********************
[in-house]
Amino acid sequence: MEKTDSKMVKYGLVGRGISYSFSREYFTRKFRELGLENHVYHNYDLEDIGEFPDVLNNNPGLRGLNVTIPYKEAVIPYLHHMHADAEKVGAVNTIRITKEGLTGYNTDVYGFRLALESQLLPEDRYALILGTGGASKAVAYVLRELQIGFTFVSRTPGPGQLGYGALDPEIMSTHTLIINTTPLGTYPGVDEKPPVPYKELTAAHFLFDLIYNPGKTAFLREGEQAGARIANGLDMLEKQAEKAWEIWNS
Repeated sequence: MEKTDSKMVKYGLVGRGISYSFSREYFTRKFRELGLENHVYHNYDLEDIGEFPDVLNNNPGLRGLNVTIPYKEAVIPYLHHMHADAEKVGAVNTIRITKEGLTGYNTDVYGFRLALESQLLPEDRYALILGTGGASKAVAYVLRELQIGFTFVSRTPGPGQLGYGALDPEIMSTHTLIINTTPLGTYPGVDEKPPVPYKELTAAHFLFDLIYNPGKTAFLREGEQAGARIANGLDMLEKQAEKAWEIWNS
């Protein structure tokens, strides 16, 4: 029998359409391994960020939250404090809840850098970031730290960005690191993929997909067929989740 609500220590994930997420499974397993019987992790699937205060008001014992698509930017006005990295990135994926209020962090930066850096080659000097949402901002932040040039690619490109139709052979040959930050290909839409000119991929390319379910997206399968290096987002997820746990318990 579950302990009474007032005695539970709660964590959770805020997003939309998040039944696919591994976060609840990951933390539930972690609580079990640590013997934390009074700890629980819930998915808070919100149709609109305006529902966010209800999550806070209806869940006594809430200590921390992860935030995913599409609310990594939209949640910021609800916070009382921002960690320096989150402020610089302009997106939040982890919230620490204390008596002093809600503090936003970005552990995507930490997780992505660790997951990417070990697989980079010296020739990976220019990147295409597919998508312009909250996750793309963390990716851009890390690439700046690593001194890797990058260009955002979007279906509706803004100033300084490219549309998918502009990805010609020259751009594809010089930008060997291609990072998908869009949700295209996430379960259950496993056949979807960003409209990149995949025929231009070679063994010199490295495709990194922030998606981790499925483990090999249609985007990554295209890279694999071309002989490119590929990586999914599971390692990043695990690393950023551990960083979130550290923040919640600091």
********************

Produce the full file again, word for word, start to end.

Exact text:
[in-house]
Amino acid sequence: MEKTDSKMVKYGLVGRGISYSFSREYFTRKFRELGLENHVYHNYDLEDIGEFPDVLNNNPGLRGLNVTIPYKEAVIPYLHHMHADAEKVGAVNTIRITKEGLTGYNTDVYGFRLALESQLLPEDRYALILGTGGASKAVAYVLRELQIGFTFVSRTPGPGQLGYGALDPEIMSTHTLIINTTPLGTYPGVDEKPPVPYKELTAAHFLFDLIYNPGKTAFLREGEQAGARIANGLDMLEKQAEKAWEIWNS
Repeated sequence: MEKTDSKMVKYGLVGRGISYSFSREYFTRKFRELGLENHVYHNYDLEDIGEFPDVLNNNPGLRGLNVTIPYKEAVIPYLHHMHADAEKVGAVNTIRITKEGLTGYNTDVYGFRLALESQLLPEDRYALILGTGGASKAVAYVLRELQIGFTFVSRTPGPGQLGYGALDPEIMSTHTLIINTTPLGTYPGVDEKPPVPYKELTAAHFLFDLIYNPGKTAFLREGEQAGARIANGLDMLEKQAEKAWEIWNS
């Protein structure tokens, strides 16, 4: 029998359409391994960020939250404090809840850098970031730290960005690191993929997909067929989740 609500220590994930997420499974397993019987992790699937205060008001014992698509930017006005990295990135994926209020962090930066850096080659000097949402901002932040040039690619490109139709052979040959930050290909839409000119991929390319379910997206399968290096987002997820746990318990 579950302990009474007032005695539970709660964590959770805020997003939309998040039944696919591994976060609840990951933390539930972690609580079990640590013997934390009074700890629980819930998915808070919100149709609109305006529902966010209800999550806070209806869940006594809430200590921390992860935030995913599409609310990594939209949640910021609800916070009382921002960690320096989150402020610089302009997106939040982890919230620490204390008596002093809600503090936003970005552990995507930490997780992505660790997951990417070990697989980079010296020739990976220019990147295409597919998508312009909250996750793309963390990716851009890390690439700046690593001194890797990058260009955002979007279906509706803004100033300084490219549309998918502009990805010609020259751009594809010089930008060997291609990072998908869009949700295209996430379960259950496993056949979807960003409209990149995949025929231009070679063994010199490295495709990194922030998606981790499925483990090999249609985007990554295209890279694999071309002989490119590929990586999914599971390692990043695990690393950023551990960083979130550290923040919640600091």